High dietary intake of EPA/DHA, zinc, beta-carotene and lutein/zeaxanthin reduces the risk of early AMD in people with high genetic risk of developing the condition

Topics:  Omega-3 fatty acids, docosahexaenoic acid (DHA), eicosapentaenoic acid (EPA), long chain polyunsaturated fatty acids (LC-PUFAs), age-related macular degeneration (AMD), zinc, anti-oxidants, Vitamins A, C & E, beta-carotene, lutein/zeaxanthin.

Objective:   To investigate whether omega-3 fatty acids, zinc, Vitamins A, C & E, beta-carotene and lutein/zeaxanthin can reduce the genetic risk of early AMD conferred by the genetic variants CFHY402H and LOC387715 A69S in a nested case-control study.

Background:  AMD is the leading cause of blindness in developing countries and accounts for over 50% of blindness1. Approximately 2.5 million elderly people are affected by late AMD in Europe and 21 million worldwide1. In the United States, AMD is expected to rise by 50% over the next decade to reach 30 million by 20202.  While the pathogenesis of AMD remains elusive, risk factors include age, smoking, atherosclerosis-like plaques associated with cardiovascular disease and genetic factors2 including the two gene variants CFHY402H that increases a person’s odds of AMD by 11-fold and LOC387715 A69S that raises them by up to 15-fold. These variants account for over 80% of AMD cases. The long term prognosis for neovascular AMD is poor and for geographic atrophy improved vision is not possible. To date, the only protective factors are nutrients. Previous population studies have shown that higher intake of fish and omega-3 LC-PUFAs may reduce the incidence of advanced AMD, and that combinations of zinc, beta-carotene, Vitamin C & E reduce the risk of progression from intermediate to advanced AMD. However, few studies have investigated the impact of these nutrients plus anti-oxidants on AMD in susceptible individuals. Given the public health importance of AMD, and the lack of successful treatment options, it is important to investigate the use of omega-3 LC-PUFAs for preventive measures.

Method:  This study was nested in the prospective, population-based Rotterdam Study investigating chronic diseases in 6780 subjects 55 years and older. 6780 participants underwent an assessments including ophthalmic examination during 1990 to 1993 (baseline).  This was followed by 3 re-examinations approximately each 3 years apart. Eligible participants included those who either had no AMD during the entire study period or who developed early AMD during the follow up, who tested positive for the genetic variants CFHY402H and LOC387715 A69S, lived independently, had normal cognition, reliable dietary assessment and gradable fundus photographs from at least 1 follow-up examination, leaving 2167 individuals aged 55 years + available for analysis. The following assessments were completed:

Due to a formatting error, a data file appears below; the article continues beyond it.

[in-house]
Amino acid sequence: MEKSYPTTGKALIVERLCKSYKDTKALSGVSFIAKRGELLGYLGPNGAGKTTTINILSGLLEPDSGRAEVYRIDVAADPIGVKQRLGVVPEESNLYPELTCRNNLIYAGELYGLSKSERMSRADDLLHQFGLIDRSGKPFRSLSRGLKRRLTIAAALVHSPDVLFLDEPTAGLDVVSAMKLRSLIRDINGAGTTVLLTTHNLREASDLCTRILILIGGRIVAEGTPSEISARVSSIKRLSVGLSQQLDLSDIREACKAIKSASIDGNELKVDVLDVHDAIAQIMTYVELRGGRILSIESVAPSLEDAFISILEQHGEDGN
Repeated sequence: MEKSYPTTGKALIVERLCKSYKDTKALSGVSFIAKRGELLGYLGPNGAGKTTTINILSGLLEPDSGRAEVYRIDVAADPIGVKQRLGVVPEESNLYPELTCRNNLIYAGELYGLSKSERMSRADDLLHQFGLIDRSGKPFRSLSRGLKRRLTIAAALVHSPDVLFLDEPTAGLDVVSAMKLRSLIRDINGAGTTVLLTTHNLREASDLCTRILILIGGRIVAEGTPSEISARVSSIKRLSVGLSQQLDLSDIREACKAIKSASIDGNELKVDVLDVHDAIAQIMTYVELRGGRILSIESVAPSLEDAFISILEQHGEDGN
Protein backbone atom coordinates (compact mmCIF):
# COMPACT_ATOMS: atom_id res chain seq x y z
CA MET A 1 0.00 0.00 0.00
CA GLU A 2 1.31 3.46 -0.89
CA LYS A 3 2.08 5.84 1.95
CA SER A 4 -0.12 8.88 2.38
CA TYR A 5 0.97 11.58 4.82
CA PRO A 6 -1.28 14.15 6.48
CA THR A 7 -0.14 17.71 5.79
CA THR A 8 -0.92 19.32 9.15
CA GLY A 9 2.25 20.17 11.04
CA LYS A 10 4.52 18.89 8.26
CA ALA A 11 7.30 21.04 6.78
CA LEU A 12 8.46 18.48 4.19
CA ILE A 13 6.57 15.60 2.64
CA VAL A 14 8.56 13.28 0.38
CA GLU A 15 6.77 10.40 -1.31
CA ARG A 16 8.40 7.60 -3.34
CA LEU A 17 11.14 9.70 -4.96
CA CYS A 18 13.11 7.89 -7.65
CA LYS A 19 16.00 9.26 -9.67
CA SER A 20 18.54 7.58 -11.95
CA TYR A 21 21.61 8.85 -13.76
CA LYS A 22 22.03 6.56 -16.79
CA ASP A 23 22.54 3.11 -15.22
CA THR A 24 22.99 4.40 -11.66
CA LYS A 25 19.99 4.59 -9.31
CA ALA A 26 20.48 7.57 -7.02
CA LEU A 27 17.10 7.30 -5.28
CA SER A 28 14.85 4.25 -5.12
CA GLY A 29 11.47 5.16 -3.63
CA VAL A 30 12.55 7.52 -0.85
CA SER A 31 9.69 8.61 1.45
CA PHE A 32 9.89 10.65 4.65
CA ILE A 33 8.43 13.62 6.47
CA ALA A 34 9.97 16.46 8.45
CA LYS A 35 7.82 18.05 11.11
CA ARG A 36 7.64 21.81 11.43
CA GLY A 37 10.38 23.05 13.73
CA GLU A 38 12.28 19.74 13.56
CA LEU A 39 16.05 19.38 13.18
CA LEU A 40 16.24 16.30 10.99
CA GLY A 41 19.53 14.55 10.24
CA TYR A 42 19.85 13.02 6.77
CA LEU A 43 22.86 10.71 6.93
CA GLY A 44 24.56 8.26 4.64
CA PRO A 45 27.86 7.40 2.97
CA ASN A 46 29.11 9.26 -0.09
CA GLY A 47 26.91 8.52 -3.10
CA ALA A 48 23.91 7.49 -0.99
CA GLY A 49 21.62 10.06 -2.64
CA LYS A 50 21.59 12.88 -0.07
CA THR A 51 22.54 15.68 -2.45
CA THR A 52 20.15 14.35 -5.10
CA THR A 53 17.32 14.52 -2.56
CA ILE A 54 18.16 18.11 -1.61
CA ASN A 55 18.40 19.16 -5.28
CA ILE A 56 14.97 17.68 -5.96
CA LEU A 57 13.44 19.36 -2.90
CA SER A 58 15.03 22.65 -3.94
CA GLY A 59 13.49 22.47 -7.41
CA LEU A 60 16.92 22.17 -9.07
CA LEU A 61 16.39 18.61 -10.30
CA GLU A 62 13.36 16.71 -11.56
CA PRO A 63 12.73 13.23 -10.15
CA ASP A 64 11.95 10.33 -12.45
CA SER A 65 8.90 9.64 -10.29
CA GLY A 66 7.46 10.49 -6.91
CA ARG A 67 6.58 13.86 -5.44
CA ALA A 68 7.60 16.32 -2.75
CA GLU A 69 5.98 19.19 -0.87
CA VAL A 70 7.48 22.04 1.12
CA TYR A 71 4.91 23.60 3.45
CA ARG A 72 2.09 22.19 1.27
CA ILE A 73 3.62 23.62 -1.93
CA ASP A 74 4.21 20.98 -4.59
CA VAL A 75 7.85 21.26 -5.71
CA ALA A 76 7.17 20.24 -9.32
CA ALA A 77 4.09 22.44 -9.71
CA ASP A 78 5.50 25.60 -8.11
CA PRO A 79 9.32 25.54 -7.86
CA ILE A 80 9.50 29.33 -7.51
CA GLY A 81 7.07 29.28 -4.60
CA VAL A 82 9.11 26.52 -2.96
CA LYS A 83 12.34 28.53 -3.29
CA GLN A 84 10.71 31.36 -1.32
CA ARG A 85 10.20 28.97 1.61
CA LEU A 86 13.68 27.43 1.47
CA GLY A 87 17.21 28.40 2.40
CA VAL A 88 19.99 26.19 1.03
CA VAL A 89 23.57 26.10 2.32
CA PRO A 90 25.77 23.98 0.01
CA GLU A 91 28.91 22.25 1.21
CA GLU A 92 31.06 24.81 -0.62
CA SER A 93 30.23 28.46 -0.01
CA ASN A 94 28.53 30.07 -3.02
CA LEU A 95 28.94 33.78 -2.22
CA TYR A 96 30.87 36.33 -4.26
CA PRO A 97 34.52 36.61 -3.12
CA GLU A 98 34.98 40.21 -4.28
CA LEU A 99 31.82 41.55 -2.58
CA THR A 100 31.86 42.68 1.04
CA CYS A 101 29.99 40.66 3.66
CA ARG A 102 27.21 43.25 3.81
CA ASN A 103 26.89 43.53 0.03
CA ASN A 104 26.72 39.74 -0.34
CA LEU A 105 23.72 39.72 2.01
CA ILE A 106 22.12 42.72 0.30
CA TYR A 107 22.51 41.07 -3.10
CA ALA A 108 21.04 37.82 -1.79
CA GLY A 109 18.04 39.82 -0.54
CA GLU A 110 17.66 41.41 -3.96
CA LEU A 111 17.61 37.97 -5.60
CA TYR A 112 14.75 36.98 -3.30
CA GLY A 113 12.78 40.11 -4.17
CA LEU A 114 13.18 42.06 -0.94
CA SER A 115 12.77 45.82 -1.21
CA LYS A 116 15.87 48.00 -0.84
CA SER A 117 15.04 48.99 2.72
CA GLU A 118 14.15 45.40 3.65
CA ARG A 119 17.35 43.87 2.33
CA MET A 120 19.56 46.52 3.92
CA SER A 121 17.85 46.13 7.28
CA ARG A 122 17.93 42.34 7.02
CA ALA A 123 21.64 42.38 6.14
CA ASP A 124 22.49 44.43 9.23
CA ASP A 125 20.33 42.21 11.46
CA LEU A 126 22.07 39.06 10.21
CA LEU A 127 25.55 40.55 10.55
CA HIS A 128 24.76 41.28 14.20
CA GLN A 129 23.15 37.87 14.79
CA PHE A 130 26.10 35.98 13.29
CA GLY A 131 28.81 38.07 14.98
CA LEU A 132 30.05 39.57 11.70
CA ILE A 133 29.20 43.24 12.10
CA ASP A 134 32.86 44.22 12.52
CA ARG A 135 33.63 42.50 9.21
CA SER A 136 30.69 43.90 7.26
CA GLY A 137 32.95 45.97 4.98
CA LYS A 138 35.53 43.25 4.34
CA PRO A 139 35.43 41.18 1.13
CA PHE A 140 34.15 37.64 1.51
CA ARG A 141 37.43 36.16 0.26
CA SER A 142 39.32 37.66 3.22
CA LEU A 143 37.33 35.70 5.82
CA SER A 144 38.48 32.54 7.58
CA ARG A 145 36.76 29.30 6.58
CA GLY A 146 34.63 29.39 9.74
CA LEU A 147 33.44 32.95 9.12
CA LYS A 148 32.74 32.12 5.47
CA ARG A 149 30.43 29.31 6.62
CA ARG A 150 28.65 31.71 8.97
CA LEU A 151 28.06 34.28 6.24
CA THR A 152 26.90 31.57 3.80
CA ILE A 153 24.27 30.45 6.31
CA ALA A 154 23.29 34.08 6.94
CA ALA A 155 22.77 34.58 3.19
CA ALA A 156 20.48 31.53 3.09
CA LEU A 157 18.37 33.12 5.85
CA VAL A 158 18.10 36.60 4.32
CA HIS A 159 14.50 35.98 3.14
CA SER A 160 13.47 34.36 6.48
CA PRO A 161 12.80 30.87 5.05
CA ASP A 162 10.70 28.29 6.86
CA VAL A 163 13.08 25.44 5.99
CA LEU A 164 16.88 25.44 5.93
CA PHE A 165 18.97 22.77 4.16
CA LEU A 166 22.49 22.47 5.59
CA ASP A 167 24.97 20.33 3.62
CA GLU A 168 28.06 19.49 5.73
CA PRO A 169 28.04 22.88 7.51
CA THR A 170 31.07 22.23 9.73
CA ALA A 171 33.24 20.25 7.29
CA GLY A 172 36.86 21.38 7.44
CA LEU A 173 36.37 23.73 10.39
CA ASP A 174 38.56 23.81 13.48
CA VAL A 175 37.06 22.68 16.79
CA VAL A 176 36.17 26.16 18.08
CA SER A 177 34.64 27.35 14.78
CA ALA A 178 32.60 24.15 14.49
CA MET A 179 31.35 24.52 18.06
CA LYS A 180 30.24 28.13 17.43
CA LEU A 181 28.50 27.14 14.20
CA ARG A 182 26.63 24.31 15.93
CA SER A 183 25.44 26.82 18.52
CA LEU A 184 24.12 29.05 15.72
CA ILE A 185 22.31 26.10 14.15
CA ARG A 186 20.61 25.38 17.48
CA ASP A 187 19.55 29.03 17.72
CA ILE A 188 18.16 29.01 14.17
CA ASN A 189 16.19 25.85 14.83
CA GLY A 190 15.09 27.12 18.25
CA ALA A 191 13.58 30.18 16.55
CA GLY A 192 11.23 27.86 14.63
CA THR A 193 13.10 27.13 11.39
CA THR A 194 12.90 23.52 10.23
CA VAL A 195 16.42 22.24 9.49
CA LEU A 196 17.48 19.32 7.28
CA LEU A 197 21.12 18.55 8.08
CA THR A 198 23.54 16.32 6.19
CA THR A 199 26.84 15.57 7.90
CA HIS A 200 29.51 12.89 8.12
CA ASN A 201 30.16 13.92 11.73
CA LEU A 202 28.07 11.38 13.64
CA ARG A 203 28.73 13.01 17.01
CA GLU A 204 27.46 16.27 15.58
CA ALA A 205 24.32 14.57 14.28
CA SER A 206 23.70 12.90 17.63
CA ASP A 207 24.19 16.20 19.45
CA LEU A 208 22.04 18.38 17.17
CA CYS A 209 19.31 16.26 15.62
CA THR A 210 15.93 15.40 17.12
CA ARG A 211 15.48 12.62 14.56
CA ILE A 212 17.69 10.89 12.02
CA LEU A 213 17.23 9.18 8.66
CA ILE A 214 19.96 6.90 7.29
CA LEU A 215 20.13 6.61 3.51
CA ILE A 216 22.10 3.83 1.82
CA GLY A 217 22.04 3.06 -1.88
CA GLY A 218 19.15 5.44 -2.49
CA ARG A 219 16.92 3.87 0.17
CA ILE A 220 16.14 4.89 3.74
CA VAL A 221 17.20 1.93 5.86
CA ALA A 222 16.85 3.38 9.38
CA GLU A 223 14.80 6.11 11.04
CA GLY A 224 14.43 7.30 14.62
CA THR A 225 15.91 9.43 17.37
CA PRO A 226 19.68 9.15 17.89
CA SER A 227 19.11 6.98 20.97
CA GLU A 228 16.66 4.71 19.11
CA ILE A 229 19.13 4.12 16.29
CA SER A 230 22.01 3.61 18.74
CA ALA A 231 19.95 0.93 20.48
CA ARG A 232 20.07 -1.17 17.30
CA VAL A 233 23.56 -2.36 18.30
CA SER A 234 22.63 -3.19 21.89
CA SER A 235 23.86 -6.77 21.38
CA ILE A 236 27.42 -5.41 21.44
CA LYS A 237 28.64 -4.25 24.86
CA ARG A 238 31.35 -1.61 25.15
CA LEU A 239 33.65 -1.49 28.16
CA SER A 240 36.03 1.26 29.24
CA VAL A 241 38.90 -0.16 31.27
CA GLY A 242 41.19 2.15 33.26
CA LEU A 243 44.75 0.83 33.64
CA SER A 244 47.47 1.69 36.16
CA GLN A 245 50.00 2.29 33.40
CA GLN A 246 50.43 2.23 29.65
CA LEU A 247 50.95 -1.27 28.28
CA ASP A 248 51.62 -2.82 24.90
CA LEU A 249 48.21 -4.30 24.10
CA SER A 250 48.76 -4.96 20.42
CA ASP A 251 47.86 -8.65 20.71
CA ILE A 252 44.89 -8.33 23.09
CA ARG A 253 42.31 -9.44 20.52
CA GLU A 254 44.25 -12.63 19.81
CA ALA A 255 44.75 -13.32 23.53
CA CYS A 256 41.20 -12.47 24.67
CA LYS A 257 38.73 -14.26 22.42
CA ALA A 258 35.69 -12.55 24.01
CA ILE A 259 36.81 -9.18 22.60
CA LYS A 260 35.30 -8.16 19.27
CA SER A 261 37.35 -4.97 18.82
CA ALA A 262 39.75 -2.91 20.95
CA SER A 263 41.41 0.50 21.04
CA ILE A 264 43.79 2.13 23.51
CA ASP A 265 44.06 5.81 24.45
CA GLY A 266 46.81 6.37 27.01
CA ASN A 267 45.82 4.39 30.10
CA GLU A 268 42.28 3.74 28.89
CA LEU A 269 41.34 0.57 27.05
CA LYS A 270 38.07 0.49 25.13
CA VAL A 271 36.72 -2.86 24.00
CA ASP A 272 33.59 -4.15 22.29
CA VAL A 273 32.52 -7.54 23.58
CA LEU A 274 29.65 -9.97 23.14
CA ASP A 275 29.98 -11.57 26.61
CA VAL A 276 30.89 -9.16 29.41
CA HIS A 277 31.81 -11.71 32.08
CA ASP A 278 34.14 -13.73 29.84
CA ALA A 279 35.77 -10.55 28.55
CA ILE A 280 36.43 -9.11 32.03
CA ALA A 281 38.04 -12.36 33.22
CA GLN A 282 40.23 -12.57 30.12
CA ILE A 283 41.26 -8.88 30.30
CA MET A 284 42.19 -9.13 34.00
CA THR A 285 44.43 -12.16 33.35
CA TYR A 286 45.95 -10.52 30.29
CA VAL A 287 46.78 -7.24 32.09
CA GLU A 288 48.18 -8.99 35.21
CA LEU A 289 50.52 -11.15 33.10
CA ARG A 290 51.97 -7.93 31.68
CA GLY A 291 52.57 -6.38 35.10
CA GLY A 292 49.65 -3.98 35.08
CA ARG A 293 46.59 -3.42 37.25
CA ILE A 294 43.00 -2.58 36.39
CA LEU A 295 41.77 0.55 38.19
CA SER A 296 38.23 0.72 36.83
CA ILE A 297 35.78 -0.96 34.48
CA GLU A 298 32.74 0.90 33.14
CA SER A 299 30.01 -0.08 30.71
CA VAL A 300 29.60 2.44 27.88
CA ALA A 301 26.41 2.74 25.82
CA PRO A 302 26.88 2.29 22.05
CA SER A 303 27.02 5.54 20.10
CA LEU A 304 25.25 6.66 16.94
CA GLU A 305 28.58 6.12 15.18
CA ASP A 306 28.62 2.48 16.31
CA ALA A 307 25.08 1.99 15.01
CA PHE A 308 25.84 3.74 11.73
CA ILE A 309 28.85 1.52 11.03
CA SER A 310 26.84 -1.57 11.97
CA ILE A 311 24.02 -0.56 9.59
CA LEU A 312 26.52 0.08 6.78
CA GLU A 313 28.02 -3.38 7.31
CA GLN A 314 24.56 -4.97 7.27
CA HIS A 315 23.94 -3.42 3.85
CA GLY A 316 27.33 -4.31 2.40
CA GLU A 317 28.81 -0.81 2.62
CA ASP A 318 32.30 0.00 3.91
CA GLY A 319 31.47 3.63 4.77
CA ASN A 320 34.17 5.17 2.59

1)                  Semiquantitative food frequency questionnaire by self administered checklist and by an interview with a qualified dietician

2)                   Genetic variants by TaqMan assay

3)                   Assessment of confounders including smoking status, total serum cholesterol, blood pressure, subclinical atherosclerosis composite score

4)                   Incident of early AMD was determined on fundus photographs at the 3 follow up visits (median follow-up 8.6 years).

5)                   Characteristics of participants with and without incident early AMD were compared using analysis of covariance for continuous variables and logistic regression analysis for discrete variables, adjusting for age and sex.

6)                   Participants were classified as non-carriers or heterozygous or homozygous carriers of the CFHY402H risk variant and non-carriers or carriers of the LOC387715 A69S risk variant.

7)                   Interaction between risk factors were determined & hazard ratios calculated to estimate risk of early AMD in strata of nutrient intake & genotypes.

Findings:  A) 517 participants developed early AMD

  B) Higher intake of zinc, beta-carotene, and Vitamins C & E significantly reduced risk of AMD.

  C) There was biological interaction between CFHY402H and zinc, beta-carotene,   lutein/zeaxanthin and EPA/DHA and between LOC387715 A69S and zinc and EPA/DHA.

D)  In people with two copies of CFHY402H (i.e. homozygotes) with dietary intake of zinc in the highest tertile, their hazard ratio of early AMD was reduced from 2.25 to 1.27.

E)  For intakes of beta-carotene, lutein/zeaxanthin and EPA/DHA, these risk reductions were from 2.54 to 1.47, 2.63 to 1.72 and 1.97 to 1.30, respectively.

  F) Carriers of LOC387715 A69Swith the highest intake of zinc and EPA/DHA reduced their risk from 1.70 to 1.17 and 1.59 to 0.95, respectively (all P trends <0.05).

Conclusion:  High dietary intake of EPA/DHA, zinc, beta-carotene and lutein/zeaxanthin reduces the risk of early AMD in people with high genetic risk of developing the condition.

Relevance to  Efalex Vision, Efalex Active 50+

Reference:  Ho L, van Leeuwen R, Witteman J, van Duijn C, Uitterlinden A et al. Reducing the genetic risk of age-related macular degeneration with dietary anti-oxidants, zinc and omega-3 fatty acids. Arch Ophthalmol 2001;129(6):758-766.

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